Another important philosophical anthropologist who was influenced by Darwin is Arnold Gehlen (1904-1976). There are quite a few similarities in their theories. Darwin regarded the biological weakness of human beings as probably their greatest strength, as it brought about that men work together and form communities, and it enabled men to adapt themselves to the various possible situations and to develop great spiritual capacities. Gehlen referred to the same phenomenon with the expression Maengelwesen (defective creature), whereby he alluded to Nietzsche, who in the “Gay Science” described human beings as “wayward animals.” Human beings need culture, and, as Gehlen says, institutions in order to be capable of living well, as they are lacking the appropriate instincts. Like Darwin, Gehlen held that there is only a gradual difference between men and animals. However, he neither attributed a lot of importance to the “struggle for existence” nor granted any relevance to the principle of selection.
The last great philosopher who has dealt with Darwin is Vittorio Hoesle (1960-). Together with the biologist and philosopher Christian Illies, he wrote the very philosophical and clear introductory book titled Darwin (1999). However, within his own understanding of history, he is much closer to Hegel than to Darwin.
Darwin in Germany Today
The attitude toward Darwin in Germany today is still ambiguous. The following two aspects have to be stressed. On one hand, there is the “bad Darwin,” who is related to Social Darwinism and eugenics, and on the other hand, there is the “good Darwin,” who is the great observer of nature, clear writer, and role model for any natural scientist. Two recently published articles represent good examples for each of these attitudes.
The first article, “Reine Rasse” (“Pure Race”) (Franke, 2001), deals with the questions of gene diagnosis, cloning, and euthanasia. It was mainly inspired by the fact that just before Easter, the Dutch Parliament passed a law that legalized active mercy killing, or euthanasia, which brought about a massive and emotionally charged discussion in Germany. Within this article, Darwin was mentioned as someone who realized the problem of a surplus population but accepted that nothing can be done about it. However, it was also said that many of his followers have taken a different view, and it was implicitly expressed that the danger of a solution different from Darwin’s was clearly contained within Darwin’s ideas, as he himself had realized the problem of a surplus population. Although the author could have given a much worse description of Darwin, here one can still find the picture of the rather “bad Darwin.”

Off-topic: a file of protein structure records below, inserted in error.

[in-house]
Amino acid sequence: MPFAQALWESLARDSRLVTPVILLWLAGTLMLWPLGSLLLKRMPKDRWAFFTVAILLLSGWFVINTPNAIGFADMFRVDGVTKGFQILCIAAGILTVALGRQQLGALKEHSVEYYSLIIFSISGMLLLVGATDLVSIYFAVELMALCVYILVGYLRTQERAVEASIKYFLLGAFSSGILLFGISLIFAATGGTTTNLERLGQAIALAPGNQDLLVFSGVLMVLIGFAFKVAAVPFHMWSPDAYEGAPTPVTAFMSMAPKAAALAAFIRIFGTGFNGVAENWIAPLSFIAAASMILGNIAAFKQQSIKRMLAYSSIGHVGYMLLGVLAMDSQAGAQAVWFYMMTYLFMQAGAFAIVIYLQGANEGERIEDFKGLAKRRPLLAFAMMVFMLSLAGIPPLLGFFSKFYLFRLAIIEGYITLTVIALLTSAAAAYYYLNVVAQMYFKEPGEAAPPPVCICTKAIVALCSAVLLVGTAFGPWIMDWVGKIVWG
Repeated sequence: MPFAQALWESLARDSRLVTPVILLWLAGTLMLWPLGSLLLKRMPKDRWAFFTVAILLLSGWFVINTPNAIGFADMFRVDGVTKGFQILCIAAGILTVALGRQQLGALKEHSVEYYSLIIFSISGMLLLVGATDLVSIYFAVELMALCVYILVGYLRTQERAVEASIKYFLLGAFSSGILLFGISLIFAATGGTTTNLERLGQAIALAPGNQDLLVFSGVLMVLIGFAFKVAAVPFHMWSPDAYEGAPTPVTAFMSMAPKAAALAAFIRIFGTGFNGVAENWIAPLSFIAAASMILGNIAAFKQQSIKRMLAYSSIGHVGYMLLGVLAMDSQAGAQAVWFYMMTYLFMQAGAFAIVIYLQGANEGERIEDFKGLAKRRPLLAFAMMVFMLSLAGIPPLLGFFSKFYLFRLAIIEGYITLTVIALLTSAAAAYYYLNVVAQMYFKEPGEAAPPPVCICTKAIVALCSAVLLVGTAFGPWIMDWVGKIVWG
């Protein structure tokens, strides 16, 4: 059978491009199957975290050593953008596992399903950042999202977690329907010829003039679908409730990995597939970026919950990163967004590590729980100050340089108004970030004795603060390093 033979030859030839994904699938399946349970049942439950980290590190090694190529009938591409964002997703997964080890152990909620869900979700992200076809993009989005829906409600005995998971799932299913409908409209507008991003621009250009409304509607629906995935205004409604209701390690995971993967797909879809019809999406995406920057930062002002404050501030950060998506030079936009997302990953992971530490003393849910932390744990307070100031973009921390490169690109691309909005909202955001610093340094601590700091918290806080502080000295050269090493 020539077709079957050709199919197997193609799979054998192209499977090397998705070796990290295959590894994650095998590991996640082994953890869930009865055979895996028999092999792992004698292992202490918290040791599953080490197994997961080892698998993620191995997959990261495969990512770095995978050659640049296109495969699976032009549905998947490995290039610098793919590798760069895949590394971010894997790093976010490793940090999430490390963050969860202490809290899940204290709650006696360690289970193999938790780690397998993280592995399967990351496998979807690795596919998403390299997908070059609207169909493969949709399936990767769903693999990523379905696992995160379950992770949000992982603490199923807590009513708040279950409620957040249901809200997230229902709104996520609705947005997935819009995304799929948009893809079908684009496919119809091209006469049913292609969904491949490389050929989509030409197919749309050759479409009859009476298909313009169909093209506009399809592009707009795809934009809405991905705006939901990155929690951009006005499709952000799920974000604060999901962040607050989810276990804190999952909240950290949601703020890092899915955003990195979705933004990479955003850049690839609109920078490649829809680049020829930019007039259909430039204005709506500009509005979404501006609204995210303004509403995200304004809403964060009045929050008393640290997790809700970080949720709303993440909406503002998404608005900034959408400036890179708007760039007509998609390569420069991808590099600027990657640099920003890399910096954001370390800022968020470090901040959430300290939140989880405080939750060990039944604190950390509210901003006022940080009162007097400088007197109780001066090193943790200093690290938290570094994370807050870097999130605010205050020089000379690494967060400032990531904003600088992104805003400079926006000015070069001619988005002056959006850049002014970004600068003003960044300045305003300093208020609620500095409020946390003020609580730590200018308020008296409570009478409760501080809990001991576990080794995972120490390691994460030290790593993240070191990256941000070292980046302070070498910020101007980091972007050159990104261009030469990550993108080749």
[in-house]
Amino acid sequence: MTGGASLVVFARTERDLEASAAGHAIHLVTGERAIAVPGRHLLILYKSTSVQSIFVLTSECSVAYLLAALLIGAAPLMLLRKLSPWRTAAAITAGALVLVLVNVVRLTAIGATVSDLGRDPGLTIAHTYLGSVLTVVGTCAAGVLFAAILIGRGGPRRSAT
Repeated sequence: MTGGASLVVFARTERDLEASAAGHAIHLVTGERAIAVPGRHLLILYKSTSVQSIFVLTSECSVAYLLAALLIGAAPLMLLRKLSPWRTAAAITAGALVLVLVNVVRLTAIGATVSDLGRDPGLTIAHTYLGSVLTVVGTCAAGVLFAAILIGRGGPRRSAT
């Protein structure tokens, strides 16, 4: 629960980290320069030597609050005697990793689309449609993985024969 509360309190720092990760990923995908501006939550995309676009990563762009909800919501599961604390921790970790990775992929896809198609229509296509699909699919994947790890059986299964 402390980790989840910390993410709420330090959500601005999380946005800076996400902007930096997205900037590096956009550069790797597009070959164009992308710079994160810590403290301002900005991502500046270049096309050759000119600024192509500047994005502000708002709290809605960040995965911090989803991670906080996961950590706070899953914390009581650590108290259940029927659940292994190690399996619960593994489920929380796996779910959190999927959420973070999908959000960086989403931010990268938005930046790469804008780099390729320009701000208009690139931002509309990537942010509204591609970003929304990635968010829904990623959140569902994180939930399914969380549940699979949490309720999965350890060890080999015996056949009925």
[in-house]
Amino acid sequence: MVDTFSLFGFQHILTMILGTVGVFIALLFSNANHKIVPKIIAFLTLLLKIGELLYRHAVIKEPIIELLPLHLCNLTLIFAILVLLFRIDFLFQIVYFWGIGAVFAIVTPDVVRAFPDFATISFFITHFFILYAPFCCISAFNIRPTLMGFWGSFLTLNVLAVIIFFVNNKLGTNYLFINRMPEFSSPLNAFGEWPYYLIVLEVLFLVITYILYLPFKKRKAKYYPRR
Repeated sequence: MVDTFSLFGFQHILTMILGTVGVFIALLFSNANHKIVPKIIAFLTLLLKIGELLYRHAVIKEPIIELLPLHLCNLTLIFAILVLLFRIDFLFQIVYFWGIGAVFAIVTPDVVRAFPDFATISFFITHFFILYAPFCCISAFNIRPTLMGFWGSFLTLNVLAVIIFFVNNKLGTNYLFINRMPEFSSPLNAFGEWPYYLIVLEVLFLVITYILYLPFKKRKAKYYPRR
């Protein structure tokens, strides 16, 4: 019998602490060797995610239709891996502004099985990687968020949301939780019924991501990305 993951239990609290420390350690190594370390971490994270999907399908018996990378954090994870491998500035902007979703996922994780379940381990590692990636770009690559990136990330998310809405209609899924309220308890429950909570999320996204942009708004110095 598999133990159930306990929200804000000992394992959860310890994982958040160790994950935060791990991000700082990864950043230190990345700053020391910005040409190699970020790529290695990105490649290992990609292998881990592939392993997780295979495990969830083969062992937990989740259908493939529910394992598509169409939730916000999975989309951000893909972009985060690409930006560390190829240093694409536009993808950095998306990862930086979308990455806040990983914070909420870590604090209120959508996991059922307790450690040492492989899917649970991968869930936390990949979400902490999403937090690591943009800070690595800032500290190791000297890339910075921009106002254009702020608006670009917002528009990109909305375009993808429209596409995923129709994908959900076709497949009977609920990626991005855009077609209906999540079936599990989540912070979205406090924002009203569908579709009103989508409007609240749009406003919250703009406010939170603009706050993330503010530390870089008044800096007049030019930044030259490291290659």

The second article, “Mit Darwins Augen” (“With Darwin’s Eyes”), was written by Durs Gruenbein (2001), a famous German writer. In it, Darwin was portrayed as the role model of a natural scientist. His ability to express the results of his research to the public was praised, and positively compared to the capacities of the present generation of natural scientists. It was made clear that he had the calmness, the perseverance, the patience, and just the right eye for being a clear and rigorous observer of nature, from whom all natural scientists could learn something.
It is fair to say that although we can still find the “good” and the “bad” Darwin within German contemporary culture, it seems that the positive aspects dominate. What we must consider, however, is that even in Germany, we find creationists with posts at good universities again, a fact that should make us question whether creationism will become more influential.
- Birx, H. J. (2000, October/November). Nietzsche & evolution. Philosophy Now, 29.
- Bowler, P. J. (1990). Charles Darwin: The man and his influence. Cambridge: Cambridge University
- Darwin, C. (1998). The descent of man (Intro. By H. James Birx). New York: Prometheus Books. Darwin, C. (1999). The origin of species: By means of natural selection or the preservation of favoured races in the struggle for life. New York: Bantam.
- Franke, K. (2001). Reine Rasse [Pure Race]. Der Spiegel, 29, 128-134.
- Gruenbein, D. (2001, June 23). Mir Darwins Augen [With Darwin’s Eyes]. Frankfurter Allgemeine Zeitung, Bilder und Zeiten, p. 1.
- Himmelfarb, G. (1962). Darwin and the Darwinian revolution. New York: Norton.
- Sorgner, S. L. (1999). Metaphysics without truth: On the importance of consistency within Nietzsche’s philosophy. In N. Knoepffler, W. Vossenkuhl, S. Peetz, & B. Lauth (Eds.), Muenchner Philosophische Beiträge. Munich: Herbert Utz Verlag.